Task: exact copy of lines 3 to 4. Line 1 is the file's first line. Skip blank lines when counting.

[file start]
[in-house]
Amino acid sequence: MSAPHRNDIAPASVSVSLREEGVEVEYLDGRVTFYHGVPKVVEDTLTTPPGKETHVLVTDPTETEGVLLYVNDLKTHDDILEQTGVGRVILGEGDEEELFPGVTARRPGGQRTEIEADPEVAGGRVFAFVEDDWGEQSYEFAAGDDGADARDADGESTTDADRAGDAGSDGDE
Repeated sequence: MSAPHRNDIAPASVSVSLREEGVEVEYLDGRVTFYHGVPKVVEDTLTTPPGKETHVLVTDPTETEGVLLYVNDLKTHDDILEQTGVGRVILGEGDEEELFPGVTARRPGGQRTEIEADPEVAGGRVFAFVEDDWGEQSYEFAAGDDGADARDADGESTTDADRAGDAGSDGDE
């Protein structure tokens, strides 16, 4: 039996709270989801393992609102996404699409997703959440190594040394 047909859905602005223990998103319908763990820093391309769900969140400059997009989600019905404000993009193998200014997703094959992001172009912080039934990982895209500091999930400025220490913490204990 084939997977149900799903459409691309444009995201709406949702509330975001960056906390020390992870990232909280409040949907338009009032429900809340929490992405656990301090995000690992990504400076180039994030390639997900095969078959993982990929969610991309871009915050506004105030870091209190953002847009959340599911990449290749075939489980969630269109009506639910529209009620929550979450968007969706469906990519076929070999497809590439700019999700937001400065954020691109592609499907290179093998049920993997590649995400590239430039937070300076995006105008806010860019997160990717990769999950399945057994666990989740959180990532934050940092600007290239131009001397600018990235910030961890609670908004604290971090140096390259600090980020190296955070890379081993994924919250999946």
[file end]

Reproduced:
Repeated sequence: MSAPHRNDIAPASVSVSLREEGVEVEYLDGRVTFYHGVPKVVEDTLTTPPGKETHVLVTDPTETEGVLLYVNDLKTHDDILEQTGVGRVILGEGDEEELFPGVTARRPGGQRTEIEADPEVAGGRVFAFVEDDWGEQSYEFAAGDDGADARDADGESTTDADRAGDAGSDGDE
């Protein structure tokens, strides 16, 4: 039996709270989801393992609102996404699409997703959440190594040394 047909859905602005223990998103319908763990820093391309769900969140400059997009989600019905404000993009193998200014997703094959992001172009912080039934990982895209500091999930400025220490913490204990 084939997977149900799903459409691309444009995201709406949702509330975001960056906390020390992870990232909280409040949907338009009032429900809340929490992405656990301090995000690992990504400076180039994030390639997900095969078959993982990929969610991309871009915050506004105030870091209190953002847009959340599911990449290749075939489980969630269109009506639910529209009620929550979450968007969706469906990519076929070999497809590439700019999700937001400065954020691109592609499907290179093998049920993997590649995400590239430039937070300076995006105008806010860019997160990717990769999950399945057994666990989740959180990532934050940092600007290239131009001397600018990235910030961890609670908004604290971090140096390259600090980020190296955070890379081993994924919250999946």